Yes, connecting to chronyd over the network worked. Next thing, I tried
connecting to itself using -h, which worked fine. Connecting to
itself using its hostname, however, didn't work, which finally pushed me in
the right direction:
in /etc/hosts, there was an entry localhost
which, as we all know, is not the default address for localhost. Setting it
to solved the issue. I guess chronyc defaults to "localhost", if
no hostname is given. Then, I guess, in some other part of the software
only is allowed per default; not other loopback IP addresses.

In the end, this just explains the cronyc/cronyd communication
difficulties, right? cronyd should have still run without issues...

Anyway, thank you for your help :)

2017-04-28 12:20 GMT+01:00 Miroslav Lichvar <mlich...@redhat.com>:

> On Fri, Apr 28, 2017 at 11:43:53AM +0100, Benjamin Schnieders wrote:
> > On the problematic machine, however, it's still running as root. It's
> also
> > running as root on another client machine (on which chronyc sources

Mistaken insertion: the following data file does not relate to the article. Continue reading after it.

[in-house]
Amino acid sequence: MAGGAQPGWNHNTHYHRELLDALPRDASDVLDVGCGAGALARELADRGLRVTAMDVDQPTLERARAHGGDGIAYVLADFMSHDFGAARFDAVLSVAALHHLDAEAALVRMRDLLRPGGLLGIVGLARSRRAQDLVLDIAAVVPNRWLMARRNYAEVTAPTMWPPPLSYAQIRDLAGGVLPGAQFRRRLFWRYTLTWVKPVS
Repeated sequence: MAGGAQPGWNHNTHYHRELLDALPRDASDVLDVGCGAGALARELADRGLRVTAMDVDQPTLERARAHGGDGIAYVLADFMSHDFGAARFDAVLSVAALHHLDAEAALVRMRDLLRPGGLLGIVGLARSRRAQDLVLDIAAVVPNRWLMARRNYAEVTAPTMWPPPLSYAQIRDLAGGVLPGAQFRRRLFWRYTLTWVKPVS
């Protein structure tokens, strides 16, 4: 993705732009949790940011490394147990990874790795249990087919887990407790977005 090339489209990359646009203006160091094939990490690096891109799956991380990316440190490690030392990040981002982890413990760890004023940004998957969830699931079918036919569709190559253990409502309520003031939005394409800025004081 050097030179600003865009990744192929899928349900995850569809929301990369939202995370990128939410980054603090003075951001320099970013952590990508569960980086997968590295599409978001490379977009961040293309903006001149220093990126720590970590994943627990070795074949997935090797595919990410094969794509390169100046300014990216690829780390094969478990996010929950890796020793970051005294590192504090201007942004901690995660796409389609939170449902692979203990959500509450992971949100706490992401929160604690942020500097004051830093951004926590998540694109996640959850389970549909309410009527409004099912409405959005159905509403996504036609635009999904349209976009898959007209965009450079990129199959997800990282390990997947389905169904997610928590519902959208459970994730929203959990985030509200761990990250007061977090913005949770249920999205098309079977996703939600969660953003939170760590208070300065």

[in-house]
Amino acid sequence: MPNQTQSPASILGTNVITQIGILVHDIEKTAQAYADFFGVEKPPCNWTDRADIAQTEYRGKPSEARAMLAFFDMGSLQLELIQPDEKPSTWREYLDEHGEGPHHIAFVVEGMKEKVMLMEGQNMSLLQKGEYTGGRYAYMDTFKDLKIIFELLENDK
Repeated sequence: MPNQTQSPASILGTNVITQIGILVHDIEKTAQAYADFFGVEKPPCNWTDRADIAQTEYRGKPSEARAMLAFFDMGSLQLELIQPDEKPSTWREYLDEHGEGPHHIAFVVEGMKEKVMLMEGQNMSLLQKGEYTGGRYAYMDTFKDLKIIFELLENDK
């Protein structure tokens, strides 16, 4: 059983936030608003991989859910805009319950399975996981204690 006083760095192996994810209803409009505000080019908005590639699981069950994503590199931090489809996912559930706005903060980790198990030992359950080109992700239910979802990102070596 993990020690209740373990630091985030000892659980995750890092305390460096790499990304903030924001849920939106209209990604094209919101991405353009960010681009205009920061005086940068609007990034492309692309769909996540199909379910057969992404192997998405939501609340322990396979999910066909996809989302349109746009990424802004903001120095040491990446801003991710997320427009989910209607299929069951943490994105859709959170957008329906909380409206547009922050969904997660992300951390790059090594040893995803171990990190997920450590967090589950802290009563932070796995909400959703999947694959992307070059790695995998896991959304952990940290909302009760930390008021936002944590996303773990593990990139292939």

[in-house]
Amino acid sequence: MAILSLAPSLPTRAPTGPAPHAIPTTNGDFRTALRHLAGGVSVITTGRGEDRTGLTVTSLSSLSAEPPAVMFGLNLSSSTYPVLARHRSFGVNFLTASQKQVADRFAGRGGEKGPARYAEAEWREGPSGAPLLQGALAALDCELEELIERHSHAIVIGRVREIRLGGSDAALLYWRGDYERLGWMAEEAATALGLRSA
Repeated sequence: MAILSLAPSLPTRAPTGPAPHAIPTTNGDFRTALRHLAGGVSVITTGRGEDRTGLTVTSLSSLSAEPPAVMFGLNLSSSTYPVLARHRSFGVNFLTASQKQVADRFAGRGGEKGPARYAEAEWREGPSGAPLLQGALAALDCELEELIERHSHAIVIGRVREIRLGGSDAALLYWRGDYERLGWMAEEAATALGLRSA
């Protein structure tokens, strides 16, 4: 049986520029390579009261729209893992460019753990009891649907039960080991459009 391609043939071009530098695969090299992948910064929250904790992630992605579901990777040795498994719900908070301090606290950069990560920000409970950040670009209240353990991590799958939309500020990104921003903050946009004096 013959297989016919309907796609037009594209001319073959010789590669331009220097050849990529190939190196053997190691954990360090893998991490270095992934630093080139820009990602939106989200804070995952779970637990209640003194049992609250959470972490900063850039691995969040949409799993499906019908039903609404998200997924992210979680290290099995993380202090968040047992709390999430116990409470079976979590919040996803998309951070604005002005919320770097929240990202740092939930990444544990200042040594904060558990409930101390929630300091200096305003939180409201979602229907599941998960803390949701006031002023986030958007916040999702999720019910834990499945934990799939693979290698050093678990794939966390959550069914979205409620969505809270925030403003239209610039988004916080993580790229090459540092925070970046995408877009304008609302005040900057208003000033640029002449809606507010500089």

> works),
> > which is also Ubuntu 14.04, so that appears to be normal.
> The older package just didn't configure chronyd to drop root. That
> shouldn't change anything for the ability to listen and respond on the
> port 323.
> If you have a second machine with the same chrony version, could you
> try to configure both of them with the "cmdallow" directive to allow
> command access and check from which machine chronyc works remotely?
> Maybe that will tell us if it's a problem in chronyc or chronyd. You
> might need to open the port 323 in firewall.
> --
> Miroslav Lichvar
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